Category Archives: Museums

Historic Colts go on show as Museum closure announced

Bayard's Colts on display in Walsall Museum (pic: Stuart Williams)
Bayard’s Colts on display in Walsall Museum (pic: Stuart Williams)

Seventeen mysterious carved wooden clubs, known as the Bayard’s Colts, have gone on open display at Walsall Museum, but members of the public will need to visit the museum above Walsall Central Library as soon as they can to take advantage of this rare opportunity, as Walsall Museum is now slated for closure on 31 March due to budget cuts.

The ‘colts’ are thought be at least 300 years old but their exact age, origins and even how they got their name remain a mystery. Last year the museum received a £12,000 grant from the Arts Council to increase public awareness including commissioning an acclaimed play called the Tat Man Tales, family fun days and storytelling courses.

The clubs were carried behind the Mayor in ceremonial processions at the openings of markets and fairs and on other civic occasions.The colts were hung up on the wall of the Magistrates Court in the Guildhall when the Walking the Fair tradition was discontinued in 1870.

Walsall Museum (pic: Stuart Williams)
Walsall Museum (pic: Stuart Williams)

They were transferred into the care of Walsall Museum in the 1960s although continued to remain hung in the Magistrates Court, out of public view, before returning to the museum in 2012. They are now on show in the Changing Face of Walsall gallery.

Sadly, following the full Walsall Council meeting on 26 February, the popular museum announced on Twitter that it would close on 31 March 2015.  Museum staff thanked their visitors, donors and volunteers for all their support over the years.

The thousands of artefacts held by the museum will be put into storage.  A bid for Heritage Lottery Funding will be made to hopefully redisplay collections at some future time.

Walsal Museum graphic panel (pic: Stuart Williams)
Walsal Museum graphic panel (pic: Stuart Williams)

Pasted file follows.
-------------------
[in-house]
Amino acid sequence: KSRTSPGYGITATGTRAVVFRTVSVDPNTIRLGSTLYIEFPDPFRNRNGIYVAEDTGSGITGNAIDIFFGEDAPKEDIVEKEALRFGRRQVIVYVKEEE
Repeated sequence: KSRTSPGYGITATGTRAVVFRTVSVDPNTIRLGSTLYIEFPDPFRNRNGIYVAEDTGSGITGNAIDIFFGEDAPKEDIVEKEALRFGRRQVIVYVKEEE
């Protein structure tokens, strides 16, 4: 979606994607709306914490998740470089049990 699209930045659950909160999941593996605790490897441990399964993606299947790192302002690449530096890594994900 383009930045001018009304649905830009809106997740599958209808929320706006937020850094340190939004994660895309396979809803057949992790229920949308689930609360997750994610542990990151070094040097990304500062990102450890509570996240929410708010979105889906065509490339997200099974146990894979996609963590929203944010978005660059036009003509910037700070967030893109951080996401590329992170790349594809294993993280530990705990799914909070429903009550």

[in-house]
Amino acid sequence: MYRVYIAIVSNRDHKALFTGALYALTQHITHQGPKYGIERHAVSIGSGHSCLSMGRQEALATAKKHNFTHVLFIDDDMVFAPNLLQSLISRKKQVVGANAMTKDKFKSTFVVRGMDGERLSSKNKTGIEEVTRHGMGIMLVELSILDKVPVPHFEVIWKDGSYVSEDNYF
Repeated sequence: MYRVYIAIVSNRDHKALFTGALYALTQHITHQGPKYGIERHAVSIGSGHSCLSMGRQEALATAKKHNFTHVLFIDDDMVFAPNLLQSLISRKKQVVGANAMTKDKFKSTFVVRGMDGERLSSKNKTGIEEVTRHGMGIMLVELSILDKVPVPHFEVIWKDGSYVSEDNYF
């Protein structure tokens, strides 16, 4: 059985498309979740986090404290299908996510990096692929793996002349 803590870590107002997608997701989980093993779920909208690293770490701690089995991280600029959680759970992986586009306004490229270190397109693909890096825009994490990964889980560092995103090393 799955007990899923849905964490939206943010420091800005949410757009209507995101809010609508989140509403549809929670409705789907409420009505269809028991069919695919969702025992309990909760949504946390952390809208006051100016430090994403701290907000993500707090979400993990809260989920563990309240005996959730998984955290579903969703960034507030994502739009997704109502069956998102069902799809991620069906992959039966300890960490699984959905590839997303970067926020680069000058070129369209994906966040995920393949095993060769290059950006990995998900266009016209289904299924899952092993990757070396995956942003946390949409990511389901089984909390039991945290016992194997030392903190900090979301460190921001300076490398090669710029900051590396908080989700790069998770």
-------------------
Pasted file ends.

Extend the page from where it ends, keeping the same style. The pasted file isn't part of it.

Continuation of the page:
Entrance to the museum, above the library in Lichfield Street, is free. It is open Tuesdays to Fridays 10am to 5pm and Saturdays, 10am to 4pm.

Fashion of the Austerity period celebrated in Museum talk

A special public talk at Walsall Museum this month explores the fashions of the post-war period in Britain.  The talk, entitled ‘Fashion, Austerity and After’ takes us on a tour through the clothing of the late 1940s and early 1950s, a time when the New Look was coming into style but when clothes rationing and austerity continued to limit women’s fashion choices.

The talk will be delivered by Walsall Museum’s Honorary Costume Curator, Sheila Shreeve, and will explore the impact of the Second World War on fashion and clothing, particularly through the Utility scheme which remained in force throughout the 1940s, and the reaction against this in the later 1940s when the large skirts and nipped-in waists of the New Look brought a more feminine look to fashion.  Sheila Shreeve has been working with the costume collection at Walsall Museum for nearly 30 years and is a recognised expert in the field of costume history.

The talk takes place on Thursday 27 October at 1.30pm.  Places are limited to advance booking is essential, please call us on 01922 653116 or email museum@walsall.gov.uk to reserve your place.

This is part of a regular series of public talks on local history, costume history and related subjects.  Details of our other talks can be obtained by contacting Walsall Museum on 01922 653116.

Half term fun at Walsall Leather Museum

Trick or TreatHalloween themed workshops for children take place at Walsall Leather Museum during the half term break later this month.

On Tuesday 25 October Ruth Turnbull will be leading a Halloween themed workshop helping youngsters make their own trick or treat t-shirts. Times are 10.30am – 12.30pm for five to seven-year-olds (who must be accompanied by an adult) and 1.30 to 3.30pm for eight to 12-year-olds. Cost is £1.50.

A day later on Wednesday 26 October the Halloween theme continues with a children’s activity event where youngsters can learn how to make their own creepy spider. The event is free, no booking required, and runs from 10.30am to 12.30pm or 1.30 to 3.30pm.

Francesca Cox, assistant leather museum curator, said: “Halloween is the theme of this half term’s workshops and, once again, we look forward to welcoming lots of children through our doors.

“The school holiday workshops are always well supported but we would also remind people that the museum itself is open as normal during this half term for anyone interested in finding out more about the leather industry.”

The museum is open from Tuesday to Saturday 10am to 5pm. For more information about events call 01922 721153.

Blakenall Know Your Place Project pages launched

Friends in the community: project participants led by Jenny Cartwright on an outing to Blists Hill (Pic: S. Williams)

The Blakenall ‘Know Your Place’ Project was a Heritage Lottery Funded community history project created by Project Co-ordinator Jenny Cartwright, working with Bloxwich Community Partnership and in liaison with the local community and other groups and organisations in Blakenall Heath and Bloxwich.  It ran from January 2010 till May 2011.